Quantum field theory

theoretical framework combining classical field theory, special relativity, and quantum mechanics

In theoretical physics, quantum field theory (QFT) is the theoretical framework for constructing quantum mechanical models of subatomic particles in particle physics and quasiparticles in condensed matter physics. QFT treats particles as excited states of the underlying physical field, so these are called field quanta.

See also: Quantum mechanics

QuotesEdit

  • Among the many significant ideas and developments that connect Mathematics with contemporary Physics one of the most intriguing is the role that Quantum Field Theory (QFT) plays in Geometry and Topology. We can argue back and forth on the relevance of such a role, but the perspective QFT offers is often surprising and far reaching. Examples abound, and a fine selection is provided by the revealing insights offered by Yang–Mills theory into the topology of 4-manifolds, by the relation between Knot Theory and topological QFT, and most recently by the interaction between Strings, Riemann moduli space, and enumerative geometry. Doubtless many of the most striking connections suggested by physicists failed to pass the censorship of the Department of Mathematics, and so do not appear in the above official list.
  • The disillusionment with QFT as a basis for the theory of elementary particles was also premature. What was missing was many ingredients, including the identification of the underlying gauge symmetry of the weak interactions, the concept of spontaneous symmetry breaking that could explain how this symmetry was hidden, the identification of the fundamental constituents of the nucleons as colored quarks, the discovery of asymptotic freedom which explained how the elementary colored constituents of hadrons could be seen at short distances yet evade detection through confinement, and the identification of the underlying gauge symmetry of the strong interactions. Once these were discovered, it was but a short step to the construction of the standard model, a gauge theory modeled on QED, which opened the door to the understanding of mesons and nucleons.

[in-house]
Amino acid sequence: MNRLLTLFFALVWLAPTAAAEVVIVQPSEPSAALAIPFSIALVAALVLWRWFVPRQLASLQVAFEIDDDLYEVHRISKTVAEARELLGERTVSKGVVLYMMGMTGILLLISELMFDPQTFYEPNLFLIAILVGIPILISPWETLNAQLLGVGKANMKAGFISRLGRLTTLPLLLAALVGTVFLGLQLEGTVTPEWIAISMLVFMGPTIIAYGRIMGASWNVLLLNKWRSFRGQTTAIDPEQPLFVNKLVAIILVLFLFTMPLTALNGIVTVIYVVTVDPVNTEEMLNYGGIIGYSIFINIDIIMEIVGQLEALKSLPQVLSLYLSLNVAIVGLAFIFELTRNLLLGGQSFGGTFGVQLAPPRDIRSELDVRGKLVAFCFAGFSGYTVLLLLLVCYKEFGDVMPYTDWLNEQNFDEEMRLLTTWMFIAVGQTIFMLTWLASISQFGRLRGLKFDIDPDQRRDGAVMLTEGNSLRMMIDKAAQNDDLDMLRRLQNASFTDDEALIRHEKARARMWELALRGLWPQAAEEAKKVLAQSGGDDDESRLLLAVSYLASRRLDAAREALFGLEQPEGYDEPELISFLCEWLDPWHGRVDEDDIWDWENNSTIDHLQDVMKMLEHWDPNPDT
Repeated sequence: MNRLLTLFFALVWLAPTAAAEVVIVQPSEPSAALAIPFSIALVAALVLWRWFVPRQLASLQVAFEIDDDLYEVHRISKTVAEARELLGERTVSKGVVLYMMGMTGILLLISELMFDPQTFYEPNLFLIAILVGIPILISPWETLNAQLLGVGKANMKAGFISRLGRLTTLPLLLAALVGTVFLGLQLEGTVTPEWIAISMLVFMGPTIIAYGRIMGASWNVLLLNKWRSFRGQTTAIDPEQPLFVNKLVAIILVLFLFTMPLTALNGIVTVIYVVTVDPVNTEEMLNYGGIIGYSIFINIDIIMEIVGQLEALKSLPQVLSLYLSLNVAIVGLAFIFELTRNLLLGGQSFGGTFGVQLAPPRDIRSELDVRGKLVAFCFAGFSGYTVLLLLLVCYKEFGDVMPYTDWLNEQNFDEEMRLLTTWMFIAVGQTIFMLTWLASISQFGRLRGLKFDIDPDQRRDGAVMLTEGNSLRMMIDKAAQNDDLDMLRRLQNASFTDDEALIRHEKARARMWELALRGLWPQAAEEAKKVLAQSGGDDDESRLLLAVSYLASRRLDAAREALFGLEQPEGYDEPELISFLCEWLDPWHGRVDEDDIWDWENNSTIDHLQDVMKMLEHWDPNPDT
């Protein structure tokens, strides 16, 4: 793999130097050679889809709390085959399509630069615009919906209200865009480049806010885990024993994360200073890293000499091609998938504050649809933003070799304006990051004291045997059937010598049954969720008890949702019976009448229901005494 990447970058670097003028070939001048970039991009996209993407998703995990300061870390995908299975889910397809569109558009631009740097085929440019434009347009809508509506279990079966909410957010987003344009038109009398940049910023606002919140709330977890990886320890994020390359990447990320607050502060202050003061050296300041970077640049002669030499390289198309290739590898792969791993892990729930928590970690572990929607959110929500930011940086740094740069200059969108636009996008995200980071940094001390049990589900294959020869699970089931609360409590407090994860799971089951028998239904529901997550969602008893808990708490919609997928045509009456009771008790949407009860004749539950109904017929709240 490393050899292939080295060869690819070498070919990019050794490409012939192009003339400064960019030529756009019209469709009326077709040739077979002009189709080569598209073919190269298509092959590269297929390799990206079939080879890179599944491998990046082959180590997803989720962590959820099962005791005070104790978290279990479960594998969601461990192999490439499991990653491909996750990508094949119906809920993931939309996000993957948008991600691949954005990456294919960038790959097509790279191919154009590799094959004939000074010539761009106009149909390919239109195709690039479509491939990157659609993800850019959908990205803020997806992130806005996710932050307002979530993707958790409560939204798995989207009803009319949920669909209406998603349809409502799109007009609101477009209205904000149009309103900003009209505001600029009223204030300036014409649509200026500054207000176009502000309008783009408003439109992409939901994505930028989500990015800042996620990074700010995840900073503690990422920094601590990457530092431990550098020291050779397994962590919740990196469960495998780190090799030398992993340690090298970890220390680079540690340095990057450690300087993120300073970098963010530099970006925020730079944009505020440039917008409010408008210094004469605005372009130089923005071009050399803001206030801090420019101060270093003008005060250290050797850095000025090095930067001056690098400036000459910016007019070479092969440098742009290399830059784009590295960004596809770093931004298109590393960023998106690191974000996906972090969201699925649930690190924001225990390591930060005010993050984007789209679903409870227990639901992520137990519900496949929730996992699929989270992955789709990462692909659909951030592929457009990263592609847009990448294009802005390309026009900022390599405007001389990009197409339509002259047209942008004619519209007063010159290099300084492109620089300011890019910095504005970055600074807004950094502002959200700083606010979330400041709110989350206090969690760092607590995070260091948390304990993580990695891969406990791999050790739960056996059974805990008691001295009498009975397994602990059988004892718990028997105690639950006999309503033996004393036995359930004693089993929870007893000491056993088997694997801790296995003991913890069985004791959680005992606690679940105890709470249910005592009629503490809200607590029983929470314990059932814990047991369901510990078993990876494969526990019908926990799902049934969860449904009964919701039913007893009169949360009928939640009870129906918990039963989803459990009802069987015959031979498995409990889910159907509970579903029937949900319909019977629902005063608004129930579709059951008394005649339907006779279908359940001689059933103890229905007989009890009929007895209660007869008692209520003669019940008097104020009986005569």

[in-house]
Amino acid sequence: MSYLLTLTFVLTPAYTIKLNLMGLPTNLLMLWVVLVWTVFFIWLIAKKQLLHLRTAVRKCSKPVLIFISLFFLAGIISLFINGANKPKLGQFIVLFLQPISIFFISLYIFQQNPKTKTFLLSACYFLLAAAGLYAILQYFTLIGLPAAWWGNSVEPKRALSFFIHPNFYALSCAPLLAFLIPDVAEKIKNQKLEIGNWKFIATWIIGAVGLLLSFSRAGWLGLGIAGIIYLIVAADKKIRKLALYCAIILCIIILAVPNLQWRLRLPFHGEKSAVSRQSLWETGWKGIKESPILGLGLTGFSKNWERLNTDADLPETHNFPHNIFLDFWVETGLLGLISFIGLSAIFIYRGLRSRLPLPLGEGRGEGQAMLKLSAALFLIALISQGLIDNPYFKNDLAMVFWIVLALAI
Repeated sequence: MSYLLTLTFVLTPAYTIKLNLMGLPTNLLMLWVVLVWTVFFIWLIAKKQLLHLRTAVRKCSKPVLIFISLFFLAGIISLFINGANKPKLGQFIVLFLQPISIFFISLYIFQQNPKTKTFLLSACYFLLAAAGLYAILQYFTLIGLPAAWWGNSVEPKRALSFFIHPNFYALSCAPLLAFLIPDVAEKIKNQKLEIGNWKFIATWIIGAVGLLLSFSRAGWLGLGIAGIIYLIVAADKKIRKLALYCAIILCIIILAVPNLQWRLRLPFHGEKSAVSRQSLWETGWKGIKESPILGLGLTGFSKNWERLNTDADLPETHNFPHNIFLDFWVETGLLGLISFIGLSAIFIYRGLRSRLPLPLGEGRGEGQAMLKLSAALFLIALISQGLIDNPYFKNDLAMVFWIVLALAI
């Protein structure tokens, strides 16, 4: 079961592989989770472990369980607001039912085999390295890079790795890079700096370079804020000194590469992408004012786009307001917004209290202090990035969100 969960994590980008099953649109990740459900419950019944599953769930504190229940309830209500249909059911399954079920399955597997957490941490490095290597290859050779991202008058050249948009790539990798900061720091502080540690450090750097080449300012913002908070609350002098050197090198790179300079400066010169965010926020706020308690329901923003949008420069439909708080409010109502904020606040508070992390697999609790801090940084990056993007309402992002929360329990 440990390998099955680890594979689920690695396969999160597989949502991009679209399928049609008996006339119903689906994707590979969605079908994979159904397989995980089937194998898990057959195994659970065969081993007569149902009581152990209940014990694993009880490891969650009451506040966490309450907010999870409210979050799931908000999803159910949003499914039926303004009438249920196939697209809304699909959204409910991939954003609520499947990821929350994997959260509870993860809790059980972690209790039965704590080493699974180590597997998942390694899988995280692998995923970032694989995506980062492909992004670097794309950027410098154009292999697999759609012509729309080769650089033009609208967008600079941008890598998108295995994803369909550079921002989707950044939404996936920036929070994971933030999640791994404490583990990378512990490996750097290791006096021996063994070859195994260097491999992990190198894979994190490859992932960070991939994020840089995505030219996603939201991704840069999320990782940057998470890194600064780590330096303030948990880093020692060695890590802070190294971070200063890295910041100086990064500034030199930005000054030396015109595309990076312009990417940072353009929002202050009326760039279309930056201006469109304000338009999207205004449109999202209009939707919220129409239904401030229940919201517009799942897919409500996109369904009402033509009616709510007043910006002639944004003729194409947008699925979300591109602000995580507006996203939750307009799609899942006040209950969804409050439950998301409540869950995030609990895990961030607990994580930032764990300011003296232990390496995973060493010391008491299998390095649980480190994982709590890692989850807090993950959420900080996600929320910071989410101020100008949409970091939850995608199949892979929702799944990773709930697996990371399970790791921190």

• In parallel with the changes it brought in our attitude toward symmetries, the birth of the Standard Model marked changes also in our attitude toward quantum field theory. After 't Hooft's breakthrough in 1971, it became clear that the old problem of infinities in the weak interactions had been solved by the use of spontaneous symmetry breaking to give masses to the W and Z particles. Then the asymptotic freedom of quantum chromodynamics gave us a framework in which we could actually calculate something about the strong interactions - not everything, but at least something. But in scoring these victories, quantum field theory was preparing the way for a further change in our attitude, in which quantum field theory would lose its central position.
  • Starting in the late 1960s and then accelerating in the 1970s, our optimism about quantum field theory once again returned with the advent of the Standard Model — first of electromagnetic and weak interactions and then chromodynamics for the strong interactions. And quantum field theory became the tool of choice for doing calculations in particle physics.

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